I found myself throwing out lots of fantastic improvisations that Moisés did just to get the recording to sound the like the score, and I longed to use instruments in a more spontaneous way that freed them from the confines of writing. At the same time, I generally disliked the lets-throw-stuff-into-a-bunch-of-tracks-and-see-what-sticks process that, while useful for many artists, felt like it lacked the rigor I need as a psychological purgative to create. My compromise solution was to record hours of Jorge Variego improvising on clarinet, ordering these sounds into neat categories and arranging them into something that could conceivably be played by a clarinet nonet, meaning that everything needed to be idiomatic, breathable, bereft of fast instrument changes and never more than nine parts at once. I thought this experiment in writing the score after arranging broken bits of recordings would be a one-off, but it stuck: I have more or less exclusively worked this way for eight years now.
The piece was played a few times to generally positive reactions, and I decided to compose a work that took this process to an extreme — a multi-movement string quartet comprised of over 10,000 separate sounds, each of which was categorized by different descriptive tags using software that I wrote. These threads were spun into increasingly larger sections based on constraints I fed the computer. At the end, all of this was painstakingly transcribed into a simulacrum of a string quartet. In spite of its rough edges and surprising left turns due to its brokenness, I feel that aux Eppes is the most lyrical, coherent, surprising work I have ever written. It was through this work that I realized how much I loved broken things and how much I felt they resembled me. aux Eppes jolts and jerks in the same way I do when I fail to finish a sentence with thirteen commas or take five minutes to put on my coat and shoes because I alternate between fastening buttons and guiding laces through eyelets. Perhaps the work's greatest quality is its humor, a staple of my personality that comes from incredibly funny parents and grandparents as well as a defense mechanism for my various scatterbrained quirks.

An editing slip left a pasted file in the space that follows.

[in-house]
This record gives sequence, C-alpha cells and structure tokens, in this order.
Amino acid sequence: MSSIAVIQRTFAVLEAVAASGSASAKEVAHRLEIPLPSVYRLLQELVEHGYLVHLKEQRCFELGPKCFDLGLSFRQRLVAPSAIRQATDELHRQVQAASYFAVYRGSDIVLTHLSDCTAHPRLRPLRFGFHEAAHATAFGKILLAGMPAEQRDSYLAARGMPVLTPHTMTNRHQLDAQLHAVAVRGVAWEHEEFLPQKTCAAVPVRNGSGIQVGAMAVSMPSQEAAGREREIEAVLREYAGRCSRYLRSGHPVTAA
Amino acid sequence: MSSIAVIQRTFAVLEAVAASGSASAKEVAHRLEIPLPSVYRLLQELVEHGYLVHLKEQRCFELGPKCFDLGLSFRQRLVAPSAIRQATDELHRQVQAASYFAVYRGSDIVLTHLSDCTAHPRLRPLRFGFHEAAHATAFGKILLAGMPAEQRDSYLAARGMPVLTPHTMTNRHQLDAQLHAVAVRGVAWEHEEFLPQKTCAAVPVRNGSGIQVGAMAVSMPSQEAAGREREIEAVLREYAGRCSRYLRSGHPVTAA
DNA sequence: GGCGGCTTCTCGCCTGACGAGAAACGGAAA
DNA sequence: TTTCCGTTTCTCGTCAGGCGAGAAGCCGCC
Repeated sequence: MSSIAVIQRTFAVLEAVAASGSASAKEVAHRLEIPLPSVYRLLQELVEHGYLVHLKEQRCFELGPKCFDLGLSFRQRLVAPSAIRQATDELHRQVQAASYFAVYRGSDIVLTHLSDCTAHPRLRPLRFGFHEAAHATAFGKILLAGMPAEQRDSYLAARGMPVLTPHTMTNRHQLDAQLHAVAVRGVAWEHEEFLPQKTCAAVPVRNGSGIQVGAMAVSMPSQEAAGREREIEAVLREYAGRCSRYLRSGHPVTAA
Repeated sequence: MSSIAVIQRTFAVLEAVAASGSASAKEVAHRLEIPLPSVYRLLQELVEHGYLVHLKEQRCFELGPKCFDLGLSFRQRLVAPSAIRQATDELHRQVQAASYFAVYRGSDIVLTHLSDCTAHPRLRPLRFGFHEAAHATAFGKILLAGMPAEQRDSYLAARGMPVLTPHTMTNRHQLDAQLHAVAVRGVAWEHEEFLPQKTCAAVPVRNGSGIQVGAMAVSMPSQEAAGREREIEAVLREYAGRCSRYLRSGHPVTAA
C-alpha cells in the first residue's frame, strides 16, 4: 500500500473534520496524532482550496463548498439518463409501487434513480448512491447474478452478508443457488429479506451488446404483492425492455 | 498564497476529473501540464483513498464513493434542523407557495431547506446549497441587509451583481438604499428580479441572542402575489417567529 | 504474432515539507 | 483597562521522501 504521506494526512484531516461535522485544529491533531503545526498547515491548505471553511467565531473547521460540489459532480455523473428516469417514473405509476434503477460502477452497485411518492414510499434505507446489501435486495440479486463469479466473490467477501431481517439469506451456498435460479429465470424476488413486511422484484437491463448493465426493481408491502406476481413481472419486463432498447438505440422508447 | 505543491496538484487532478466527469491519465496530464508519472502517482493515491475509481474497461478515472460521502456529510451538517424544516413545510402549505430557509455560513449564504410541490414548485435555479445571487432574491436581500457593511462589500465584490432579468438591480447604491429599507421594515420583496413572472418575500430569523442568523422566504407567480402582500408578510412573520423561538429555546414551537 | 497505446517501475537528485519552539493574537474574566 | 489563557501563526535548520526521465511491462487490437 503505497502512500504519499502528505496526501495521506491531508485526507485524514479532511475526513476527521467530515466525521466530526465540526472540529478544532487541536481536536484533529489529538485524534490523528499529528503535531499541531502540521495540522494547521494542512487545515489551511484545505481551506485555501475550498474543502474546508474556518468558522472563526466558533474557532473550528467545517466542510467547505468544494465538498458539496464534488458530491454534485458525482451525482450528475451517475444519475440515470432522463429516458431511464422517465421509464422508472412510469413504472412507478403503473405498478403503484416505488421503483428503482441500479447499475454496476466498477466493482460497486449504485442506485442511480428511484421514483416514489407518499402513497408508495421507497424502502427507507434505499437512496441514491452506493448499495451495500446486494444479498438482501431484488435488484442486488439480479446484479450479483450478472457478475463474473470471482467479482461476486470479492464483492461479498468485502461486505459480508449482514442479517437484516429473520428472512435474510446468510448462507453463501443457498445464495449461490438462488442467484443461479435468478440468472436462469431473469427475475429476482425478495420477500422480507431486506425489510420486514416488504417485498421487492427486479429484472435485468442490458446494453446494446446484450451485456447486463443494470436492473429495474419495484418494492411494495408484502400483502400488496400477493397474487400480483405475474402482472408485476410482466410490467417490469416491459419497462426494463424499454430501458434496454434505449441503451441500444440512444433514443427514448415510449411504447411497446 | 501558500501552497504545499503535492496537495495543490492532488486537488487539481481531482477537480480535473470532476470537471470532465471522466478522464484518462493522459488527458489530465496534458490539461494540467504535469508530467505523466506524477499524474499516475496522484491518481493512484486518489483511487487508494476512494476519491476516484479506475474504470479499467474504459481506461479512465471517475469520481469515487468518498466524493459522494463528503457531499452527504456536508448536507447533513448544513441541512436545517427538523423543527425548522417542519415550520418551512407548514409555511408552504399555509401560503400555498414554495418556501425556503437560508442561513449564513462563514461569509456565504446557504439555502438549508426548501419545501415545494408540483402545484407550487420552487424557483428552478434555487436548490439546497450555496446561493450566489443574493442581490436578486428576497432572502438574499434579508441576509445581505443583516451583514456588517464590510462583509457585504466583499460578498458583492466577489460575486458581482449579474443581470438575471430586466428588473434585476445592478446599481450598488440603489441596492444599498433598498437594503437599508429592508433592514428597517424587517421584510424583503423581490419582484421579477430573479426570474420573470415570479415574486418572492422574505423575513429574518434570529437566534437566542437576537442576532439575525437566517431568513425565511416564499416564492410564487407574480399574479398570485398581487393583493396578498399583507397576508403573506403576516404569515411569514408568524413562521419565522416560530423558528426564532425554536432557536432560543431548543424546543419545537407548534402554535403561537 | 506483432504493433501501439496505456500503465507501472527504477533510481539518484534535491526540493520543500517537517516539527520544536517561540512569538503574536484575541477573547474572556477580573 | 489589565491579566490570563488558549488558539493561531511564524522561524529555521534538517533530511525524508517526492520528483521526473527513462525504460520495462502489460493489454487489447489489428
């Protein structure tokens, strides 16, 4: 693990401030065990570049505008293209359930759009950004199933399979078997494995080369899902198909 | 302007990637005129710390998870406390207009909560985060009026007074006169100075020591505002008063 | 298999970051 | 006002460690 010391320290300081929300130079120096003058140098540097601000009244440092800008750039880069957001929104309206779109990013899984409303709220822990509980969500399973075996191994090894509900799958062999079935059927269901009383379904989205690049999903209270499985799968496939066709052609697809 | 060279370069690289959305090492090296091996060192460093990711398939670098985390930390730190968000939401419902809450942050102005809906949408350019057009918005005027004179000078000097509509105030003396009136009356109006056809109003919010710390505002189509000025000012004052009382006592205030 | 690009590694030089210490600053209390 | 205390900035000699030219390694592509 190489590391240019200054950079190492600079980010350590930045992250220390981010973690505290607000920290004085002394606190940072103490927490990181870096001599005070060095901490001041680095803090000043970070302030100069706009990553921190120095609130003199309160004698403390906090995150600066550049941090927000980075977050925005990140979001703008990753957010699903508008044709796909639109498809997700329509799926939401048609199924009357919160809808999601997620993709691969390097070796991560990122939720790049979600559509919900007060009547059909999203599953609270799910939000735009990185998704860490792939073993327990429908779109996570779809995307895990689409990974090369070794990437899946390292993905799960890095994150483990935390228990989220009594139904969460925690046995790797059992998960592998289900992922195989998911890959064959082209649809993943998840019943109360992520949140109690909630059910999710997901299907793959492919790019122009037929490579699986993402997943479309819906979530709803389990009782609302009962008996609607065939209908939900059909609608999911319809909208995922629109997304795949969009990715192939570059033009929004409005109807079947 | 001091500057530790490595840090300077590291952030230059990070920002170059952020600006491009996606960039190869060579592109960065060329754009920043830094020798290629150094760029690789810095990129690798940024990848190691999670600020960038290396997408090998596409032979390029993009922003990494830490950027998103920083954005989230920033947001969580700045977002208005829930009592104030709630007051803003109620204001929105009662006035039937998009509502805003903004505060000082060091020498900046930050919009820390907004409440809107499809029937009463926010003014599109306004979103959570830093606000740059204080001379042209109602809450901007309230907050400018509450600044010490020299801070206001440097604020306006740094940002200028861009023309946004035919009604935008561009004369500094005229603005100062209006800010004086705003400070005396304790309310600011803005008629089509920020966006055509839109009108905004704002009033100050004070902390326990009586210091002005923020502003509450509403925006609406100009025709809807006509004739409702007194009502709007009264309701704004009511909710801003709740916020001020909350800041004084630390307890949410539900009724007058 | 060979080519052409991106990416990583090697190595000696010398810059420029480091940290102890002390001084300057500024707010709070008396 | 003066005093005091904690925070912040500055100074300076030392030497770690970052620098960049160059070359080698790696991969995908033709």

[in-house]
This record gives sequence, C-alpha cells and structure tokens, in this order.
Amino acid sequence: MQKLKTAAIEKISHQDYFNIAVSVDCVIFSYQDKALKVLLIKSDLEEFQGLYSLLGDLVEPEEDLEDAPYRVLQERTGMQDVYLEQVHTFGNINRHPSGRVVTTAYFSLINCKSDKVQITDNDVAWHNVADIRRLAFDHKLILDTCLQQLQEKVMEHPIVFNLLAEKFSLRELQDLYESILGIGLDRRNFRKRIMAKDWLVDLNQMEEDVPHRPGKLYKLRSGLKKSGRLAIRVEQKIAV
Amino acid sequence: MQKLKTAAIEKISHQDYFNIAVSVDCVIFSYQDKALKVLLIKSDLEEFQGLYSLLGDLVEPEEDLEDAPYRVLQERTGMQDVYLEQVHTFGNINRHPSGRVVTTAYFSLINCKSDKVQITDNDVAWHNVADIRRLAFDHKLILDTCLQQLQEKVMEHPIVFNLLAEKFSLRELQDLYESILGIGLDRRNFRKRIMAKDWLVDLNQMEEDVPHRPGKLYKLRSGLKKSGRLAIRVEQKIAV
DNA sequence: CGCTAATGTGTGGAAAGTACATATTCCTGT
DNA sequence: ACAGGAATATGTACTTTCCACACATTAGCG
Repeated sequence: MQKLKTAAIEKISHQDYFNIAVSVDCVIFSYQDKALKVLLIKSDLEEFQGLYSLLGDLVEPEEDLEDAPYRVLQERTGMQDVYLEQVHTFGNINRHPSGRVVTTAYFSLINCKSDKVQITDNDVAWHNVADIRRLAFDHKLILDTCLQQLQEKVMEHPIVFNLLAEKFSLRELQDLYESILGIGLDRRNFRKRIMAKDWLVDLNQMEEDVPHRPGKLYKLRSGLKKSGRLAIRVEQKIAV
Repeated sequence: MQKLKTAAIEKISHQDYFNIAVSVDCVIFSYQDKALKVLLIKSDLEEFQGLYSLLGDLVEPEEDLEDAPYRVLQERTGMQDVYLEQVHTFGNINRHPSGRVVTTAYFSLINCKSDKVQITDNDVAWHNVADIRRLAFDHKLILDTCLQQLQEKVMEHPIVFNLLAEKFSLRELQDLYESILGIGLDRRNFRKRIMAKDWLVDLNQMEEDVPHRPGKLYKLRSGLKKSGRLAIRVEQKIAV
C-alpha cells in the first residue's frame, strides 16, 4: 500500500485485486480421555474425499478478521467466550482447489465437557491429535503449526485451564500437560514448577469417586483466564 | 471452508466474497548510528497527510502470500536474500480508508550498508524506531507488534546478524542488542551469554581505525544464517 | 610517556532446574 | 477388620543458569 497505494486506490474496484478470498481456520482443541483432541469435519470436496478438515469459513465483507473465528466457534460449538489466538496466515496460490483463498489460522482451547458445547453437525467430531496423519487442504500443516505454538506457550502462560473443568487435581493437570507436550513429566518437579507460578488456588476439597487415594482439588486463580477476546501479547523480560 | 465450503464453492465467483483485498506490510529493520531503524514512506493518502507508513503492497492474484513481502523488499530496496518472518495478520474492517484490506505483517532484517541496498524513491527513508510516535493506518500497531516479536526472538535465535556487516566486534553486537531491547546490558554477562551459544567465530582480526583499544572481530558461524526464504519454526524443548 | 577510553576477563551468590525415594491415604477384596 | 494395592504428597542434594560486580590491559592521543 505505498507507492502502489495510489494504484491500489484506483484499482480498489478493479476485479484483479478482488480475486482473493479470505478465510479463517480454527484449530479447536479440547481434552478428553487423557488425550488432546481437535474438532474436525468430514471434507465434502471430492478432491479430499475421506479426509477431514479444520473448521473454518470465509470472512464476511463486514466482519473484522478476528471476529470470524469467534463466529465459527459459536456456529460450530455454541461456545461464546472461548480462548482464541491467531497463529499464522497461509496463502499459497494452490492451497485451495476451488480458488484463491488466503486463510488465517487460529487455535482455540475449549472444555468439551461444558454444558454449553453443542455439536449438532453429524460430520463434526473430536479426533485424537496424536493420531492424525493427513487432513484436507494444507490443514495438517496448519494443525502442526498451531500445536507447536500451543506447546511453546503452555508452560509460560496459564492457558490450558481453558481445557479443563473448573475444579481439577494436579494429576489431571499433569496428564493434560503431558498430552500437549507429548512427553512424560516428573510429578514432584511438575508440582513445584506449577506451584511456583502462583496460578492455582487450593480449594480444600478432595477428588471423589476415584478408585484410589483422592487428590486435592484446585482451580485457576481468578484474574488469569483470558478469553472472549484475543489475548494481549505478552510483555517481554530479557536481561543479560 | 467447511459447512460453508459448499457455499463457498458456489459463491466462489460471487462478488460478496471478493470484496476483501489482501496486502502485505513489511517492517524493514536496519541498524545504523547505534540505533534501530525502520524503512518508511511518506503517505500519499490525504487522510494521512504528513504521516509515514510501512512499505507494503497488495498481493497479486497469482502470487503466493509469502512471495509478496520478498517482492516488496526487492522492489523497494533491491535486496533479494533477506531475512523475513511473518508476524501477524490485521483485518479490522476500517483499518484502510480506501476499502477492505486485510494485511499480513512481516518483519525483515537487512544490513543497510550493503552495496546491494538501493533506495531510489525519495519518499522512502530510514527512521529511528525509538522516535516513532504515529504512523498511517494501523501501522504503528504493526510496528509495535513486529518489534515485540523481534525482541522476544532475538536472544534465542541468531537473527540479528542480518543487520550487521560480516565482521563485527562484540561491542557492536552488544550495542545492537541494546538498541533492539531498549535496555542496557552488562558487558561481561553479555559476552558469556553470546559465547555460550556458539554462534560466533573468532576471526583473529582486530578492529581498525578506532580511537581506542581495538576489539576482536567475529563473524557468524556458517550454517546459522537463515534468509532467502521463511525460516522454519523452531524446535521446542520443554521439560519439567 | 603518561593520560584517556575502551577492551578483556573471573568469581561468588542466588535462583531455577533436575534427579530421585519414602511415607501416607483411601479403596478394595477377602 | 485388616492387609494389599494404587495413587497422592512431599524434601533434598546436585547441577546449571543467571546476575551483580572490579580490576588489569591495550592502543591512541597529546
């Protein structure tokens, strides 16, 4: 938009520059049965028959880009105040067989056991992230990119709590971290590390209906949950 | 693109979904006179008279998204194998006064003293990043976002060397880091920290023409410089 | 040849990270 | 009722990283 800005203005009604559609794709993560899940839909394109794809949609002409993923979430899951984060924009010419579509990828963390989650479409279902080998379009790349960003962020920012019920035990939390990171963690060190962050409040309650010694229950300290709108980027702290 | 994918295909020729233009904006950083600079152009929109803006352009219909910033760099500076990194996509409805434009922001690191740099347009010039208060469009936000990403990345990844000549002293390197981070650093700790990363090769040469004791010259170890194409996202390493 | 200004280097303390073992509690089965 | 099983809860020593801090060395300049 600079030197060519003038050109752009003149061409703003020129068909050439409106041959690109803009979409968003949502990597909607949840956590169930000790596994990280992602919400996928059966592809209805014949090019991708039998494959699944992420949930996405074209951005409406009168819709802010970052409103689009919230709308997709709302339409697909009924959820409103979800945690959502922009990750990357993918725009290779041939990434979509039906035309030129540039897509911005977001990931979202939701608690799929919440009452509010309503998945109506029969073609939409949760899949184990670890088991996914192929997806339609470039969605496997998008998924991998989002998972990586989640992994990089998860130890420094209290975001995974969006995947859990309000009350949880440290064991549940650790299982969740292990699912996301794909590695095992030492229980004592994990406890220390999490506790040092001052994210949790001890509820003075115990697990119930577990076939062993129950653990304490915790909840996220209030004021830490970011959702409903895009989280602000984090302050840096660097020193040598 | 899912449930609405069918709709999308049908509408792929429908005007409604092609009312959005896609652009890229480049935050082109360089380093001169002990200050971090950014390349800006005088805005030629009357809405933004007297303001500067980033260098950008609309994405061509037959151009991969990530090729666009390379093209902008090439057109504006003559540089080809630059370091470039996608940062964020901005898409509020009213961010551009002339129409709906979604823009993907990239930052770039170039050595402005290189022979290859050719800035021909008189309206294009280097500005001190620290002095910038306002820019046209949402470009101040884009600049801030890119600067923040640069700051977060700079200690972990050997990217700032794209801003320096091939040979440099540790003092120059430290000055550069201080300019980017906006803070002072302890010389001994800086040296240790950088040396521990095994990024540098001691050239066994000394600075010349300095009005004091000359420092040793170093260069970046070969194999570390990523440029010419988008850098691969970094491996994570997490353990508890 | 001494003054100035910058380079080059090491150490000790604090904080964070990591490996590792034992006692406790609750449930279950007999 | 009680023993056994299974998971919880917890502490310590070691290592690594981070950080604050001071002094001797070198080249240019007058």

By the time I got to composing rain real come in Sit Ozfårs Wysr, I had already honed my broken writing technique via thousands of hours of work. Interestingly, the piece's original sketches aimed to avoid this tendency, but after a series of failed starts I ultimately drifted towards the same type of sound world as the string quartet. What made the piece challenging was its oblique reference to Over the Rainbow as well as its indebtedness to tonality, which amplifies and contextualizes brokenness much more than the language of aux Eppes. From ten hours of recorded improvisations on riffs based on memories of Over the Rainbow, which I had not listened to actively for ten years and still avoid so that my impressions remain vague, I made rudimentary transcriptions that I cut up and pasted on cardboard in different orders . I would then sightread these cobbled-together passages and improvise around them, creating even longer passages that would become potential sections of the work. Once I had a basic structure, I transcribed it all with scant harmonizations and realized that the work modulated through a dizzying array of keys without any logic, surprising me at times but also lacking the clarity that supports a large form. Enter a small hack I wrote in LilyPond to flatten modulations and recast them enharmonically in one key, which allowed me to read the entire piece in B-Major.
 I stole this trick from Elliott Carter, who himself learned this from Stravinsky during a party. It was also Stravinsky who, in another context, famously said "Lesser artists borrow, great artists steal."
This ease of switching between modulating and static versions of the score was a major conceptual aid for me, as I quickly saw what was jarring versus well-prepared. I started writing out small transitions and cutting down oblong fortspinnung, constantly switching between the two different scores to change how I saw musical information. The work's first draft was done when I was able to sing it end-to-end without improvising and without reading the score. I had internalized its brokenness, or rather, I had found a version that was a true manifestation of my internal brokenness and my non-broken rendition confirmed this.